The modernization solutions eliminate the time-consuming, expensive task of moving conduits and replacing cables because the footprint of the existing equipment remains intact. Cables do not need to be touched, eliminating the possibility of damage.
Myth #3: If the equipment is modified, the UL mark will be void.The UL mark indicates the OEM product left the factory complying with industry adopted levels of safety and performance, generally the applicable UL standard and the NEC. Modification of the equipment does not necessarily void the UL mark. Many products are designed to be modified in the field, such as cutting holes for conduit entry.
It is the responsibility of the authority having jurisdiction to assess the acceptability of the field modifications or to determine if they are significant enough to require one of UL's Field Engineering Services staff to evaluate the modified product. It is not possible for UL to confirm that the product continues to meet the applicable certification safety requirements unless the field modifications are specifically investigated by UL. For a fee, UL will perform a field inspection of the newly installed circuit breaker(s) and field certify the equipment.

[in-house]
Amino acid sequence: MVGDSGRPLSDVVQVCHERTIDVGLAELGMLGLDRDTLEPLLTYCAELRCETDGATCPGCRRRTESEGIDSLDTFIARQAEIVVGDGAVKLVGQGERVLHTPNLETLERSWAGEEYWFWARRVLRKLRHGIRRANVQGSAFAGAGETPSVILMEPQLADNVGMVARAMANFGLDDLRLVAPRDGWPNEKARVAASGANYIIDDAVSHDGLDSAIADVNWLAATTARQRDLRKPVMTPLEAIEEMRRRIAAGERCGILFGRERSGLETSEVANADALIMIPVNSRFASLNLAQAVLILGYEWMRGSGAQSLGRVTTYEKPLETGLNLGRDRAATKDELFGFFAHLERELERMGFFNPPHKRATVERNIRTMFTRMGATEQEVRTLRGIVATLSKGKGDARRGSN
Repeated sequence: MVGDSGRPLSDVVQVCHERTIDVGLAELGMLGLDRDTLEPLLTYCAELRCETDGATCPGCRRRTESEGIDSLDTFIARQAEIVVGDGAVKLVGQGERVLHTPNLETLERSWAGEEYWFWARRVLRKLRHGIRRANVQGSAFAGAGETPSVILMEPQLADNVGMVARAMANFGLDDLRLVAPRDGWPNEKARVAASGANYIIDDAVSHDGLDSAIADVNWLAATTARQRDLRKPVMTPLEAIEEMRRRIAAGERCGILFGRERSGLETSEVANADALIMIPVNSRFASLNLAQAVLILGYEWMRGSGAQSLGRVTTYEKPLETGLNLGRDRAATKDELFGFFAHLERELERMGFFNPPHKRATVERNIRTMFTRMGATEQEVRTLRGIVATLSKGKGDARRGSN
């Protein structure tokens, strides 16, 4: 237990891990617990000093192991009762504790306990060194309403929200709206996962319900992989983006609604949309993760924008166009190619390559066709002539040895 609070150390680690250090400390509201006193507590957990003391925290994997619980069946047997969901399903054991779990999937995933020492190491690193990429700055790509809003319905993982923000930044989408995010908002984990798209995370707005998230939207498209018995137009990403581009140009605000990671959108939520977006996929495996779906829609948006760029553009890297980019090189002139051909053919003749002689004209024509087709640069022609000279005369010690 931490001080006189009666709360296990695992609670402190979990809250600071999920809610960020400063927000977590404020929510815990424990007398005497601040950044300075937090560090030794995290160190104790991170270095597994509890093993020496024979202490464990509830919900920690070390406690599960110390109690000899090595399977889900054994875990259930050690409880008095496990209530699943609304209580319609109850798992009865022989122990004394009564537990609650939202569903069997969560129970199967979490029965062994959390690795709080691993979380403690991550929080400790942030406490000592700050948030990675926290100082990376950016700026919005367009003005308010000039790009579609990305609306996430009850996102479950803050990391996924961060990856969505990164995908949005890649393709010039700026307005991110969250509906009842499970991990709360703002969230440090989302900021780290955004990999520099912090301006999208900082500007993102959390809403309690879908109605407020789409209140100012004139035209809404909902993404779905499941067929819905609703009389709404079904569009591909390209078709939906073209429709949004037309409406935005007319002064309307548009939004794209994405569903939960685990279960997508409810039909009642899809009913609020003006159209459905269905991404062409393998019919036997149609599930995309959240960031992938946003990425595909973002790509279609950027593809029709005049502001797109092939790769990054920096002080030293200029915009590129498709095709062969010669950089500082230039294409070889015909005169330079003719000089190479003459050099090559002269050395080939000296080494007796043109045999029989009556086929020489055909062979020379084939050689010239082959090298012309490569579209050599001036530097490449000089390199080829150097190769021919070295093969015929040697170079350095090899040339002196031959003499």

Electrical equipment and power distribution systems have never been designed to be or intended to remain perpetually energized without interaction by the owner. Depending on when the switchgear was installed and how it has been utilized, the equipment may be in a condition somewhere between satisfactory performance and nonfunctional. The latter usually occurs as equipment approaches the end of its expected design life. If maintenance has not been regularly performed, this less-than-satisfactory condition may be entered prematurely, and a shortened useful life of the components may be the result.
While the direct replacement and retrofill options are two different modernization solutions, they provide the same end result: improved power system reliability and lower lifecycle costs.
Key PointsAmong the factors to consider when reviewing the lifecycle of switchgear are the operating environment and the availability of spare parts.The benefits of upgrading switchgear include improved reliability, reduced maintenance costs and increased capabilities.Modification of the equipment does not necessarily void the UL mark. In fact, for a fee, equipment and be recertified after modification.
H.L. (Hal) Theobald, Schneider Electric